Online ad threat – Yahoo, Amazon, YouTube ‘victims of malvertising’

Anyone who has visited popular domains such as YouTube.com, Amazon.com or Ads.Yahoo.com could be a victim of a new, mutating malware attack distributed through the online ad network adverts displayed on the sites, according to a new blog by networking specialist Cisco.

The blog describes how the online ad malware (which comes in two forms, one for PC, one for Mac), is distributed via online advertising networks – basically by conning one of the large companies whose ads are seen on thousands of sites into forwarding an ad with a malicious payload.

The Register describes the process as, “The high-profile serving domains – along with many others – are, of course, receiving the “malvertising” from online ad networks that have been tricked into hosting the attack content.”

Online ad threat: How it works

The Cisco bloggers say that a number of major domains, listed in their original blog post, have been affected by the current attack. The attack has been nicknamed Kyle and Stan, due to the naming scheme of the subdomains within the group – “stan.mxp2099.com” and “kyle.mxp2038.com”.

Threatpost reports that the likely size of the attack is probably much larger than the 700 domains analyzed by Cisco, and says, “700 domains and nearly 10,000 users have hit these domains and been exposed to the malicious advertisements.”

Threatpost points out that the attack vector is not new – the New York Times has previously fallen victim to a malvertising campaign – but that ‘Kyle and Stan’ takes a unique approach.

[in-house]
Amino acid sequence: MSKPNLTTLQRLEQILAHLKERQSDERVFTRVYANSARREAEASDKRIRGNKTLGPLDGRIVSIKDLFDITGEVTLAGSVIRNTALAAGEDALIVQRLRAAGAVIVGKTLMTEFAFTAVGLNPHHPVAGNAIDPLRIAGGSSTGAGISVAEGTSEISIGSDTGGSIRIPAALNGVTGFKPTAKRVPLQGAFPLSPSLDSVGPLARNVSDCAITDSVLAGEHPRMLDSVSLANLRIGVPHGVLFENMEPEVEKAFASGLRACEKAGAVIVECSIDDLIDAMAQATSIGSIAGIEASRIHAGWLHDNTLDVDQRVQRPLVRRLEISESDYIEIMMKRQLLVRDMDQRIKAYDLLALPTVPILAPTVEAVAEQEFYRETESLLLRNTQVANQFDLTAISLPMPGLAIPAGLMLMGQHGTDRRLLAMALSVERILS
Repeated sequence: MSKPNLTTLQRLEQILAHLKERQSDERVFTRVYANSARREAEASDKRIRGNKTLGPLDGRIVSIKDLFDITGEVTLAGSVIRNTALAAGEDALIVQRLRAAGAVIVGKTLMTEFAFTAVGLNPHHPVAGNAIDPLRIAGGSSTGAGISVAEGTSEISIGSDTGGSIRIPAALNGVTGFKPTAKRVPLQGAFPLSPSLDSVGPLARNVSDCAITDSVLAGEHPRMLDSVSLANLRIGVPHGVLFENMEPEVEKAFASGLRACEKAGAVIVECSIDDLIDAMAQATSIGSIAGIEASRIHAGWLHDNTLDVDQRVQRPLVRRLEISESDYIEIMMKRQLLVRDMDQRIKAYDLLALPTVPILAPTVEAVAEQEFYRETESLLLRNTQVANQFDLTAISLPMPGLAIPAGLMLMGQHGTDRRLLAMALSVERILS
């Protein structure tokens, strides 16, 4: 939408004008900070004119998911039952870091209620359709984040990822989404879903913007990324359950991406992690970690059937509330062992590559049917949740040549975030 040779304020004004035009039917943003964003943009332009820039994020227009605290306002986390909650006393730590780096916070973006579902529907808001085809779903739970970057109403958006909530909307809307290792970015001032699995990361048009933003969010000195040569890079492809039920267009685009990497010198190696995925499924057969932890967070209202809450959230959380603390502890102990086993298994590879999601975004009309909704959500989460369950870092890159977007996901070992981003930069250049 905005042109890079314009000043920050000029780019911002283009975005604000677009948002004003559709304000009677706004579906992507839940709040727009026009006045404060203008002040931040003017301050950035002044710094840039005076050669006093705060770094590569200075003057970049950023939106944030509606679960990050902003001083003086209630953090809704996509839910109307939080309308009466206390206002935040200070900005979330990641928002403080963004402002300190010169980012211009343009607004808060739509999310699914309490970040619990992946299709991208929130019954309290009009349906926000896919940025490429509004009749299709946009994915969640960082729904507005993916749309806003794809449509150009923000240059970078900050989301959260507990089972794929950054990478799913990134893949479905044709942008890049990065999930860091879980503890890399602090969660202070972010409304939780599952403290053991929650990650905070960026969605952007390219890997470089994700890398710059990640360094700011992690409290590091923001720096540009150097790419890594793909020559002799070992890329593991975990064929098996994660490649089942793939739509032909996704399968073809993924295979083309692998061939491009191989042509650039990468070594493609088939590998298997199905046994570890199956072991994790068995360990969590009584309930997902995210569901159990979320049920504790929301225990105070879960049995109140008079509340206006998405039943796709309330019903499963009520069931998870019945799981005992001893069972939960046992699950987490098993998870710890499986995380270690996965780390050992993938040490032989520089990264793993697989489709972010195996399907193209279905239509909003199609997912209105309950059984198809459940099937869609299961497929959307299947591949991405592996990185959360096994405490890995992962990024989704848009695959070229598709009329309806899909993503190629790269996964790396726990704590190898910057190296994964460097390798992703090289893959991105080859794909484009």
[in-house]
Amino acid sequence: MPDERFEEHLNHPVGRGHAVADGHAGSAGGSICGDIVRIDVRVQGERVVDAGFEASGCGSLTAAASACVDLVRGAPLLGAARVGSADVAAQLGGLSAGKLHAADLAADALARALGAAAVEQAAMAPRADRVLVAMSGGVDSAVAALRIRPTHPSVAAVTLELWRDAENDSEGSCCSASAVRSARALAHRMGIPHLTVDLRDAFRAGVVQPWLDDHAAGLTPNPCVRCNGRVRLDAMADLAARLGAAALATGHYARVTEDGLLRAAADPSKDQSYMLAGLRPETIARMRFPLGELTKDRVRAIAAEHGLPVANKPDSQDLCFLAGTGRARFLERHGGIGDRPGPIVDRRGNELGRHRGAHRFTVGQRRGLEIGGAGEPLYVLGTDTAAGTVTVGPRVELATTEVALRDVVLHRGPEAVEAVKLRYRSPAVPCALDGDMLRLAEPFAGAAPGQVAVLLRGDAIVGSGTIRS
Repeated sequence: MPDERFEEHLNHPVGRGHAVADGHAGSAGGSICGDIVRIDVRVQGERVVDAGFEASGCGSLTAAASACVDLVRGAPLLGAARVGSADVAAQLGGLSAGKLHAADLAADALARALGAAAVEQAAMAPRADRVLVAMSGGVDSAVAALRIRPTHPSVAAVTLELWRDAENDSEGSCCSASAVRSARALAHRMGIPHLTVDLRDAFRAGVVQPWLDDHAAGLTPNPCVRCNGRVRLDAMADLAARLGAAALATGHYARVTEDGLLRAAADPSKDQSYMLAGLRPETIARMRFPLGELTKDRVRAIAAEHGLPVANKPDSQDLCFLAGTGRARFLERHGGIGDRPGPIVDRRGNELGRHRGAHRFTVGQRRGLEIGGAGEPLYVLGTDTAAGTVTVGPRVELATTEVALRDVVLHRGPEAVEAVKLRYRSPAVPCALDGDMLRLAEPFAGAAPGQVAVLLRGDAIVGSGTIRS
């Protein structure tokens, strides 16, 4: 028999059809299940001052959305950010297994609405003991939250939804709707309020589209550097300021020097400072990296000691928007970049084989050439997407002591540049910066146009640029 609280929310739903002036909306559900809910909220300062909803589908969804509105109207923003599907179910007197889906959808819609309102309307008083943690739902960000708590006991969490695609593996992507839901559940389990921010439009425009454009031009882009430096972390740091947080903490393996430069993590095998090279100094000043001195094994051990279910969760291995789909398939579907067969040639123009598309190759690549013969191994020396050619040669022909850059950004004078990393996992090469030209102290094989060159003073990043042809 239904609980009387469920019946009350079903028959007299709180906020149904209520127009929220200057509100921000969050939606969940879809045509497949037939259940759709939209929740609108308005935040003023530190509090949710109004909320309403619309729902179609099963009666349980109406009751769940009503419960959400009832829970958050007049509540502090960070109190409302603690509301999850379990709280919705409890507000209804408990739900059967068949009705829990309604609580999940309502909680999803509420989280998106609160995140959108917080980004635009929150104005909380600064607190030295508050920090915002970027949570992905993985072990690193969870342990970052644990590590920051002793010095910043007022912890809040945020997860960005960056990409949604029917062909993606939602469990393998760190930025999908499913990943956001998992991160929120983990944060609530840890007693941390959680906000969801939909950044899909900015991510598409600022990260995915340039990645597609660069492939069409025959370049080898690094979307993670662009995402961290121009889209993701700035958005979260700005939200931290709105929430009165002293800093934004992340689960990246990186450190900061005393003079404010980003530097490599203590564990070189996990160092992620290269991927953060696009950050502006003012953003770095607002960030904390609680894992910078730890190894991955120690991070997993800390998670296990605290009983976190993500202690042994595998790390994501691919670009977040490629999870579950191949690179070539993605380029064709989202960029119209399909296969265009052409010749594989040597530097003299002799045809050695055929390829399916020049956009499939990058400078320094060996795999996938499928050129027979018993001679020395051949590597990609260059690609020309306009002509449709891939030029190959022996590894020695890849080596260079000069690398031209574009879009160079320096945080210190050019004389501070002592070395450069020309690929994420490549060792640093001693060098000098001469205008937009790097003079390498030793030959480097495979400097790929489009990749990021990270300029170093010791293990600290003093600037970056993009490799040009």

Cisco says that the attack delivers a unique malicious payload for every visitor, packaged with a legitimate media player, and a piece of malware which is tailored to each user.

 “Extremely effective attack”

“The idea is very simple: use online advertising to spread malware. This attack form is not new, but extremely effective,” Cisco says.

“The world of online ads has only a few major players. If an attacker can get one of those major online ad networks to display an advertisement with a malicious payload just for a few minutes without being detected, then countless machines can be infected by such an attack.”

The attack comes in various forms, Cisco reports, but so far relies on pure social-engineering, rather than ‘drive-by downloads’ where users who don’t click are infected. Different malware packages are delivered according to platform and user, and the attack is evolving, the bloggers warn.

A discussion of the murky world of malvertising, adware and ‘badware’ by ESET researcher Joan Calvet can be found here.

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